Paddy writes > > A new branch starts, or decoherence obtains, or an irreversible > > transformation occurs, or a record is made. They all seem the > > same to me. Why not? > > > > My main motivation is to get as far away from Copenhagen as possible, > > and so thereby get free of observers and observations, and anything > > else that seems to afford some pieces of matter a privileged status. > > Do you think that such simplified language leaves out anything important? > > I don't think we disagree much about the physics. The trouble is, the > physics is even simpler than you suggest.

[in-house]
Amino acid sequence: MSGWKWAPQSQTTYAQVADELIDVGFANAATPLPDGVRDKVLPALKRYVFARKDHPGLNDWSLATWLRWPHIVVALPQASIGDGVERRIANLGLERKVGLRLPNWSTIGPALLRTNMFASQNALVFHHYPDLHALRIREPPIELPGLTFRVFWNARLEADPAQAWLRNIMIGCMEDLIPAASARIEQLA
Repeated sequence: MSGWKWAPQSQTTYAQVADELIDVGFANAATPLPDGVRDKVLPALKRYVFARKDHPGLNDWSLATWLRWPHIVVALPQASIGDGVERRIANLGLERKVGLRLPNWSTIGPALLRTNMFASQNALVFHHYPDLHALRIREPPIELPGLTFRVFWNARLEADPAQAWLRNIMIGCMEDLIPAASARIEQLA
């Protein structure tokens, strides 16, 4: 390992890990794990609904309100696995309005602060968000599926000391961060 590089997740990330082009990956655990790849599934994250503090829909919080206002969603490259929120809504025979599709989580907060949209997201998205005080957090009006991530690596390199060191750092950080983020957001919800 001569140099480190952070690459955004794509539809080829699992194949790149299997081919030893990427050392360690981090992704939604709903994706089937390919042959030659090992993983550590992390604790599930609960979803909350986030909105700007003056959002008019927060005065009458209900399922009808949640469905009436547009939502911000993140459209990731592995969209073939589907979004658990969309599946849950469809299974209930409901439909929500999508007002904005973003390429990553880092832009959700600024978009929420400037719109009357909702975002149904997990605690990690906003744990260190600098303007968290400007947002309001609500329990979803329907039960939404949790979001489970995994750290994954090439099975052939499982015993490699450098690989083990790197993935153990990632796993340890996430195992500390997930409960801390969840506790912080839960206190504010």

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Oh good! > Branching is not something special in the theory, it is a macroscopic > description that we apply to what emerges from the theory. And so I take it that this applies to the rest of it that bothers me: observables, observations, measurements, detectors---all those things that you have kindly taken the time to "develop from scratch" below. > If you simplify your language too much, all that happens is you have > to define all those useful approximate terms from scratch. Very good. That *does* answer my question. At least I think it does. We *start* with the ontology of (1) and (2), as you do below. And actually---for a great number of philosophic purposes--- we are done. The rest is comfy language good for a little day- to-day work in the lab. You probably realize what ammunition this gives some of us in other debates :-) Building up from down deep (the way you do next) is even better than "reducing" our usual notions (even when the latter is really understood to mean the former). Lee > Just for fun, here's how it would go: > > The framework of QM in the MWI is that > > (1) The state of the "system" (universe) can be represented by a > time-dependant, normalized vector, say |S>, in a Hilbert space. > > (2) Time evolution of |S> is linear. > > That's it! (1) implies that time evolution is also unitary, so the vector > stays normed. (1) + (2) imply the Schrodinger equation, including the fact > that the generator of time evolution ("Hamiltonian") is a Hermitian > operator. (2) causes all the trouble. > > A full (non-framework) description requires you to (a) specify the Hilbert > space (b) specify the Hamiltonian (c) specify the initial state. None of > which are known exactly for the universe. (And in fact for the universe as > a whole we had better adapt this description to relativity somehow, since > you can't just take time as a given.) > > Now to introduce some more specific terms so we can relate the theory to > everyday reality. > > "Observable": In a simple system, the set of values of an observable are > simply the labels we attach to elements of a basis, i.e. a set of > orthogonal unit vectors (defining a "coordinate system"), in Hilbert > space. We can freely choose any basis we like, but some are more useful > than others because they relate to the structure and symmetries of the > Hamiltonian. Let's call a basis {|o>} where o is our variable label. The > set might be finite, denumerable, or continuous, depending on the size of > the Hilbert space. For convenience, and to make the transition to > classical physics as seamless as possible, the labels are usually chosen > to be real numbers. > > To put my previous answer to Serafino into this context, note that > observables (e.g. position) play a very different role in the theory from > time. > > For each basis, we can construct a linear operator on Hilbert-space > vectors whose eigenvectors are the basis vectors and whose eigenvalues are > our "observable" labels. If our labels are real, the operator will be > Hermitian. With suitable choice of labels, the algebra of some of these > operators approximately maps onto the algebra of variables in classical > physics, which explains why classical physics works, and also how QM was > discovered. (In particular, since the Hamiltonian itself is hermitian it > has a set of real eigenvalues which we call "Energy"). > > "Wave Function": The inner product of a basis vector with the state > vector, written <o|S>, is "geometrically" the length of the projection of > the state onto that basis vector, and so the "cartesian coordinate" along > the axis defined by |o>. In conventional QM it is the probability > amplitude for "observing" o. If the basis is continuously infinite, as in > position or momentum, <o|S> is a continuous function of the real variable > (observable) o. This is what we call the "wave function" in o-space. (e.g. > o = position, or momentum). > > "Subsystems": In a complex system, we have to be a bit more careful. What > physicists call observables certainly don't parameterize a complete basis > for the universe. Such a complete basis would be characterised by a > "complete set of commuting observables". Commuting because their > characteristic operators commute. In effect, we factorize the Hilbert > space into subspaces (corresponding to quasi-independent subsystems). > Practical observables correspond to bases on some subspace. > > "Branching": In *some* bases of sufficiently complex systems (appropriate > basis and needed complexity depending again on the Hamiltonian), the > time-structure of the wavefunction approximates a branching tree. In those > bases, the observable o corresponding to a particular branch (to within > microscopic uncertainty) is the value that a suitable detector would > record in that branch (as proved by Everett). > > "detector": a subsystem which can interact with another subsystem and > permanently correlate its state with the state the other subsystem > had at the time of the interaction. The change in state of the detector > is the "record". > > "observer": left as an exercise to the reader. In particular, why do > observers find themselves more frequently in branches with high "measure" > (= integral of |<o|S>|^2 over the o's corresponding to the branch)? > > Satisfied? [Yes! Thanks. I be working on the last one.] > > Paddy Leahy